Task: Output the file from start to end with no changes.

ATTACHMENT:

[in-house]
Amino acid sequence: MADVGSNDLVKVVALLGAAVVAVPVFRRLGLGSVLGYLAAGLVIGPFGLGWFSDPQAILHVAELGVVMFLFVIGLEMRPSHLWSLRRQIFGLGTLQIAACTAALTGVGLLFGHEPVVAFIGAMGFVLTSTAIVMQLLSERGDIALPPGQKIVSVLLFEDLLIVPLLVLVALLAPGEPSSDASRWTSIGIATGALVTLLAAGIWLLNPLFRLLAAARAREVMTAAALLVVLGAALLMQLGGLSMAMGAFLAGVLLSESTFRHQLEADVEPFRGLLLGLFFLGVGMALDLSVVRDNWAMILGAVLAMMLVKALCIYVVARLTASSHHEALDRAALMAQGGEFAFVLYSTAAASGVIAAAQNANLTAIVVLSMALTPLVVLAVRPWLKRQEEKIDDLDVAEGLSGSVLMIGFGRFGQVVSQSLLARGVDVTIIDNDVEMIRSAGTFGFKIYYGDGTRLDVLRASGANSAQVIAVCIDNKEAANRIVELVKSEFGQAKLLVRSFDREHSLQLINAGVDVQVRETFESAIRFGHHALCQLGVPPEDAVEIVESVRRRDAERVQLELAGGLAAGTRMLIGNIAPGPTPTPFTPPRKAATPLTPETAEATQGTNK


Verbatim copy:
[in-house]
Amino acid sequence: MADVGSNDLVKVVALLGAAVVAVPVFRRLGLGSVLGYLAAGLVIGPFGLGWFSDPQAILHVAELGVVMFLFVIGLEMRPSHLWSLRRQIFGLGTLQIAACTAALTGVGLLFGHEPVVAFIGAMGFVLTSTAIVMQLLSERGDIALPPGQKIVSVLLFEDLLIVPLLVLVALLAPGEPSSDASRWTSIGIATGALVTLLAAGIWLLNPLFRLLAAARAREVMTAAALLVVLGAALLMQLGGLSMAMGAFLAGVLLSESTFRHQLEADVEPFRGLLLGLFFLGVGMALDLSVVRDNWAMILGAVLAMMLVKALCIYVVARLTASSHHEALDRAALMAQGGEFAFVLYSTAAASGVIAAAQNANLTAIVVLSMALTPLVVLAVRPWLKRQEEKIDDLDVAEGLSGSVLMIGFGRFGQVVSQSLLARGVDVTIIDNDVEMIRSAGTFGFKIYYGDGTRLDVLRASGANSAQVIAVCIDNKEAANRIVELVKSEFGQAKLLVRSFDREHSLQLINAGVDVQVRETFESAIRFGHHALCQLGVPPEDAVEIVESVRRRDAERVQLELAGGLAAGTRMLIGNIAPGPTPTPFTPPRKAATPLTPETAEATQGTNK